Where can an American go to avoid being extradited back to the US?

Edward Snowden, the contractor identified as the source of leaks about the US electronic surveillance program, may face extradition to the US wherever he goes. Here are six places that have proven that extradition to the US isn't easy.

6. Iceland

When Snowden came forward, he named Iceland as a possible haven should the US government try to extradite him. Indeed, some Icelanders would welcome him gladly.

Birgitta Jónsdóttir, a member of Iceland’s parliament, issued a statement expressing her interest in helping Snowden.

The bad news for Snowden is that Ms. Jónsdóttir is a member of the opposition Pirate Party, which champions media freedoms, but that only has a handful of seats in an otherwise conservative government. Moreover, in order to seek asylum, Snowden would have to start the application in Iceland, which is not easy to get to from Hong Kong without stopping somewhere else along the way.

And though Jónsdóttir and others say they would want to honor Iceland’s history of protecting dissidents such as Wikileaks and Bobby Fischer, others in Iceland might not want to run the risk of angering the US, Iceland’s largest trading partner.

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Dear Reader,

About a year ago, I happened upon this statement about the Monitor in the Harvard Business Review – under the charming heading of “do things that don’t interest you”:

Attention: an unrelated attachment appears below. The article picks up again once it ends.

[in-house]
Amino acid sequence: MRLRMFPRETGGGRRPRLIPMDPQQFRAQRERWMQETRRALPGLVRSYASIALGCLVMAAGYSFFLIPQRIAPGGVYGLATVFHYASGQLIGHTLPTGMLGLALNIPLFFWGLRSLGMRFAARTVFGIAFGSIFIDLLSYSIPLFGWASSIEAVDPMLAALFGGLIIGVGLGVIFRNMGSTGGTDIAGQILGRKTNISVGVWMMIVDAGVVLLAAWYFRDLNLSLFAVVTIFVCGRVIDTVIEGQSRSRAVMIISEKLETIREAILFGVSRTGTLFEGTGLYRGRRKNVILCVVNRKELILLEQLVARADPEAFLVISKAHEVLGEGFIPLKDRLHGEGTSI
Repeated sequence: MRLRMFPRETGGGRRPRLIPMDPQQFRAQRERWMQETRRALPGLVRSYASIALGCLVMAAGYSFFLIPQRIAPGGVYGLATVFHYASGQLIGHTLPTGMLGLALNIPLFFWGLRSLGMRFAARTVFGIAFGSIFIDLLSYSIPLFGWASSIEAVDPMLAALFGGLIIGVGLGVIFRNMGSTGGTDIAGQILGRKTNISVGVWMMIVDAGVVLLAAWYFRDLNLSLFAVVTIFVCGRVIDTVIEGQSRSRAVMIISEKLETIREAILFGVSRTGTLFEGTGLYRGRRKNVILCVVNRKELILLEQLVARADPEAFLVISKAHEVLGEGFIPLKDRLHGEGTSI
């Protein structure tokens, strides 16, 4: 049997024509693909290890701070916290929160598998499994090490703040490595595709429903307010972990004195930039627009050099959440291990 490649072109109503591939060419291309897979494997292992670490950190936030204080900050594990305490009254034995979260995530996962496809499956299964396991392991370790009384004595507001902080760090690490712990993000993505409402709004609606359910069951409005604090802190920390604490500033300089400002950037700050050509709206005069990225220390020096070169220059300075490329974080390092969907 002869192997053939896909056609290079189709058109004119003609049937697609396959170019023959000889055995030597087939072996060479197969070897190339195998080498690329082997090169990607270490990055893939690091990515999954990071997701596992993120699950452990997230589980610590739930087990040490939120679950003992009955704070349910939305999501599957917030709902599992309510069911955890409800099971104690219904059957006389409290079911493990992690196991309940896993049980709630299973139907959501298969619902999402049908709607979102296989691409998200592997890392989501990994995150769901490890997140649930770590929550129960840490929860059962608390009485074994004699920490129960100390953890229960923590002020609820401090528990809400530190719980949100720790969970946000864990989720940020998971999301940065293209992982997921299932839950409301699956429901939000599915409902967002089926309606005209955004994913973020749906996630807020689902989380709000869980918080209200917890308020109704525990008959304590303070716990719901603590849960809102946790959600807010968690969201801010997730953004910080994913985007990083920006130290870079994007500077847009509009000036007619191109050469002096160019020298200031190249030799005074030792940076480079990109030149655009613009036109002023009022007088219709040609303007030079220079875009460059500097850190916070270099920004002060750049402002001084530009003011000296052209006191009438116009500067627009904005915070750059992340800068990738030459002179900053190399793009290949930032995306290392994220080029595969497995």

“Many things that end up” being meaningful, writes social scientist Joseph Grenny, “have come from conference workshops, articles, or online videos that began as a chore and ended with an insight. My work in Kenya, for example, was heavily influenced by a Christian Science Monitor article I had forced myself to read 10 years earlier. Sometimes, we call things ‘boring’ simply because they lie outside the box we are currently in.”

If you were to come up with a punchline to a joke about the Monitor, that would probably be it. We’re seen as being global, fair, insightful, and perhaps a bit too earnest. We’re the bran muffin of journalism.

But you know what? We change lives. And I’m going to argue that we change lives precisely because we force open that too-small box that most human beings think they live in.

The Monitor is a peculiar little publication that’s hard for the world to figure out. We’re run by a church, but we’re not only for church members and we’re not about converting people. We’re known as being fair even as the world becomes as polarized as at any time since the newspaper’s founding in 1908.

We have a mission beyond circulation, we want to bridge divides. We’re about kicking down the door of thought everywhere and saying, “You are bigger and more capable than you realize. And we can prove it.”

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